much more real to them than that 
which they gain from reading and 
class room interpretation, which too 
often is the teacher's interpretation 
for the credulous pupils. But we 
would do well to keep in mind that 
it is not so much the facts acquired 
by the child, whether by his own 
discovery or from reading, that are 
important but rather the relation- 
ship of facts, that is, interpretation. 
This latter and more important 
process of interpretation is the re- 
sult of reflection following on ob- 
servation. The class room is the 
best place for the completion of 
garden lessons. The teacher directs 
the processes leading to such under- 
standing by recalling the observa- 
tions made by the different pupils 
in the class (oral language work for 
the pupils), and by good questioning 
stimulating reflection, thus leading 
the pupils to arrive at their own 
conclusions, or else revealing to them 
the need of making further observa- 
tion. These class room conversa- 
tions or discussions (I hesitate to 
use the term "lessons" because of 
certain unhallowed memories which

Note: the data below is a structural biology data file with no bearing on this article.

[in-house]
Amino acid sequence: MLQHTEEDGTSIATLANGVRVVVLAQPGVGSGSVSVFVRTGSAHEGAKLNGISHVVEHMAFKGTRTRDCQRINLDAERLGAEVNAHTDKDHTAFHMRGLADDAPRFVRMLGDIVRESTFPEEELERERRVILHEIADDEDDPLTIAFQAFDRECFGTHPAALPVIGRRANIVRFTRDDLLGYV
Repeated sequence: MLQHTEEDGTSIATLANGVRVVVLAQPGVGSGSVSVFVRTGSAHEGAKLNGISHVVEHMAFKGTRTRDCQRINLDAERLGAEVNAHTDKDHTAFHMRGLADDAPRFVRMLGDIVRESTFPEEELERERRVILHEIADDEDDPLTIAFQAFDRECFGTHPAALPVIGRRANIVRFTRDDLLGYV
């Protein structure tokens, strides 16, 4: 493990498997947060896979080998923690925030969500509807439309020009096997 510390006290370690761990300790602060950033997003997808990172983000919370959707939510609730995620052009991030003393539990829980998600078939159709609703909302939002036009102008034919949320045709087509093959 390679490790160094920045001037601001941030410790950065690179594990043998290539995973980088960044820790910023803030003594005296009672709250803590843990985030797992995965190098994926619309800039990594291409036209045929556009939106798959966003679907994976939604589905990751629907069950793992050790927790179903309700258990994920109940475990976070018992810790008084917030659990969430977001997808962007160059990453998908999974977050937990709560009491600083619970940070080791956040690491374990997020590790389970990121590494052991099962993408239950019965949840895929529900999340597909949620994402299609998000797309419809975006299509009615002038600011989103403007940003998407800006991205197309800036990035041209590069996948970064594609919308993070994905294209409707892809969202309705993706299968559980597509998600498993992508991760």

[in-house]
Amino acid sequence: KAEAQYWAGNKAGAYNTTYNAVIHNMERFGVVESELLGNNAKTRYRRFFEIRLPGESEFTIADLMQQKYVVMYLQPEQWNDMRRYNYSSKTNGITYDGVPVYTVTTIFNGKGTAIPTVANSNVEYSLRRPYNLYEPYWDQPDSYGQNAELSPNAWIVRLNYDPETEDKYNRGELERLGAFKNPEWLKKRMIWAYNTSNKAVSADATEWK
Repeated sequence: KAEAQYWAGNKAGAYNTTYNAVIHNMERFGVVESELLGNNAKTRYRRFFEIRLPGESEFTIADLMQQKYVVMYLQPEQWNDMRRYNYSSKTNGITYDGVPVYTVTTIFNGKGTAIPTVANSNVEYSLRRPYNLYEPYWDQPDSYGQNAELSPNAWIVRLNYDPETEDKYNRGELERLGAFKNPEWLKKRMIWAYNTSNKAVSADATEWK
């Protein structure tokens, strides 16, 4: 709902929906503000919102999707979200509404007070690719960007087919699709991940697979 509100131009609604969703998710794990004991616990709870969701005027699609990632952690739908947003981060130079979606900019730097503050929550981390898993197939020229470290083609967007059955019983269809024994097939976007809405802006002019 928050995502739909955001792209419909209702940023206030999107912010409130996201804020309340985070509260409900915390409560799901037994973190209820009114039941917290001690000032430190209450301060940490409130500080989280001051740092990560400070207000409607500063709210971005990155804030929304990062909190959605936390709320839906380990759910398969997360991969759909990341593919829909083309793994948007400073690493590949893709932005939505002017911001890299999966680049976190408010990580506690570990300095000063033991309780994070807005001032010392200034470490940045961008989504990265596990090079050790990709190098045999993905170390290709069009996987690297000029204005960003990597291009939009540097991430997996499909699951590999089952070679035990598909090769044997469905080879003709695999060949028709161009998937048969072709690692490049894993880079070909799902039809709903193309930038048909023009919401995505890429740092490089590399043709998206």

the term recalls), are or can be made 
as interesting to the class as were 
their previous observations in the 
garden. There is a lot of truth in 
the remark made by some one who 

understood children and who also 
understood teaching, to the effect 
that "a child delights in the 
discovery of a new relationship 
as much as in the discovery of a new 
object." The class room then is the 
place where the "adjourned business 
meeting" is held, where the reports 
of committees of investigation are 
presented, accepted, amended in 
committee of the whole or rejected, 
conclusions arrived at and resolu- 
tions finally passed. 

Then again the class room discus- 
sion of plans and possibilities helps 
to give the pupils a purpose and point 
of view which aids them "to get 
somewhere" in the work which they 
decide to undertake. It affords the 
introduction and perchance the invo- 
cation as it also pronounces the bene- 
diction on the part performed in the 

Space will not permit of even 
the briefest consideration of how 
other school subjects, such as read- 
ing, spelling, composition, nature 
study, geography, arithmetic, draw- 
ing and all the rest, can with great 
advantage be con-elated with school